I travel all over the country for a living. I have literally seen every corner of the country in the last 4 weeks and am always grateful to get back to Texas. Sleep in my own bed, kiss my boys and my wife goodnight and wrestle with the dogs. However, back to back trips to California and New York have definitively proved for me that Texas is not home and it probably never will be.
You can take the boy out of Cali but you can never take the Cali out of the boy
I am currently on a plane from New York City back to DFW. Over the last 10 days I have spent time in San Diego for a convention, Orange County for nearly a week with my family visiting my in-laws and the last few days in New York City. I may own a house in Texas but it is clear that home is on the Pacific. How can I tell? Simple:
Your heart literally aches when you get off the plane:
When I first landed in San Diego, one of the first things I saw was the apartment community where I was first a leasing manager at some 20 years ago. I immediately had memories of late night dinners with my wife, surfing the California coast on Dog Beach before I even thought about owning a dog and commuting back and forth past Sea World every day for next to nothing in pay…and desperately longing to go back to those days. Even though I have lived in Seattle, San Francisco, Denver and now Dallas, nowhere else makes me feel like this.
You are willing to drive an hour for 90 minutes on the beach:
On my family’s last day in Orange County, we had an afternoon flight. After breakfast with GiGi (Great-grandma) it was a unanimous decision to drive an hour to spend the last 90 minutes of our vacation on Laguna Beach. Truth be told, it was not even a decision with my crazy family. If we can get sand between our toes, sun on our back and the taste of salt on our lips, we are in. To do this on the beach where my wife and I were maried, no brainer.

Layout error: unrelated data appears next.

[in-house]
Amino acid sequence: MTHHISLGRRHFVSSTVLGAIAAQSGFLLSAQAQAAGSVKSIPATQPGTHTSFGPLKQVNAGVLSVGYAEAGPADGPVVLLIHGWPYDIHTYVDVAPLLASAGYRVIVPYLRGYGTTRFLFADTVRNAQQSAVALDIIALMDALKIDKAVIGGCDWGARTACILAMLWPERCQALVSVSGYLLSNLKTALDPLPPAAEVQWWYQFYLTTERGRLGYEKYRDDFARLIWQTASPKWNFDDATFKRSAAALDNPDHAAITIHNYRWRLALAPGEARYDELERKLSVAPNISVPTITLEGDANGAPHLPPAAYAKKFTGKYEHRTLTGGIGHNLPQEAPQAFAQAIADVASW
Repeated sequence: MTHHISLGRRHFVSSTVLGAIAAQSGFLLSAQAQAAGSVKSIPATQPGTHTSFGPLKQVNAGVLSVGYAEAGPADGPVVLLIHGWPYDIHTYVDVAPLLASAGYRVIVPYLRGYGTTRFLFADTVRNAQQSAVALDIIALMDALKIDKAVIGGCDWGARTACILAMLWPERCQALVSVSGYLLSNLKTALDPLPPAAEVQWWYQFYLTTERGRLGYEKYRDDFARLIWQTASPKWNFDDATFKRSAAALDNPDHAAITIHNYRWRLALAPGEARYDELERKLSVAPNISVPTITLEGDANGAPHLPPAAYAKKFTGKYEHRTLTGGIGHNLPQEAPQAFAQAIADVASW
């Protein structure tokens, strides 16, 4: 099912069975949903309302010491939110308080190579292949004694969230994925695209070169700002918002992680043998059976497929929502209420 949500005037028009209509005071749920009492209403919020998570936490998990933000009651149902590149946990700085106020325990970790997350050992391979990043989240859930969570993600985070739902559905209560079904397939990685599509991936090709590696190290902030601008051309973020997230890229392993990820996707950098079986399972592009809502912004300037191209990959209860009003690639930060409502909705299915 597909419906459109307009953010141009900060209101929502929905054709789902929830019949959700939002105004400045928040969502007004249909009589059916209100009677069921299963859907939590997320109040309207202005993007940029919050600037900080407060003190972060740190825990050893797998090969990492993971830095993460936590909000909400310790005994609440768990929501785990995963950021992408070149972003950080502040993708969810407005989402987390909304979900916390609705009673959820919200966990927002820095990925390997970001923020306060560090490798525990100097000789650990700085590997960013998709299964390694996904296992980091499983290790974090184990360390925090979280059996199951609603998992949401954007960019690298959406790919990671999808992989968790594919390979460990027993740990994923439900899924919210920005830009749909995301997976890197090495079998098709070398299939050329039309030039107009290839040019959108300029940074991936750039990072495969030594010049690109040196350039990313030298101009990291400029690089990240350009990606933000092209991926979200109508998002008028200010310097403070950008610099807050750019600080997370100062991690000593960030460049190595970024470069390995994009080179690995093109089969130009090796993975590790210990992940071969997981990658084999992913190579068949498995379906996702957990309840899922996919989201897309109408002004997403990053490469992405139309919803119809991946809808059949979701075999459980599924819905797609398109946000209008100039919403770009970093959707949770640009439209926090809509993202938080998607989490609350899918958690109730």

You are not willing to do the same anywhere else:
I routinely find myself in Florida on the beautiful East Coast and I even routinely take late even flights after morning meetings to spend time running on either Fort Lauderdale or South Beach. However if I only have 90 minutes, I am probably heading to the Admiral’s Club. 90 minutes is not enough time for it to be worth it for me to deal with the sand and the salt if I am on the East Coast. Same 90 minutes in SoCal? I am researching where I can rent a surfboard by the hour before I arrive.
The final proverbial nail in the coffin for this self-realization that California will always be home was the last two days in New York City. I found myself in the heart of Manhattan, the City that never sleeps. A place where people from all around the world mingle in a beautiful melting pot. I spent time visiting Rockefeller Center, running through Times Square and Central Park enjoying the city but all I really wanted to do was head back to Texas. When we were getting ready to leave California, all I could do was think of ways to stay.
So while you can live anywhere, I think we all really do have a home. Mine will always be Southern California.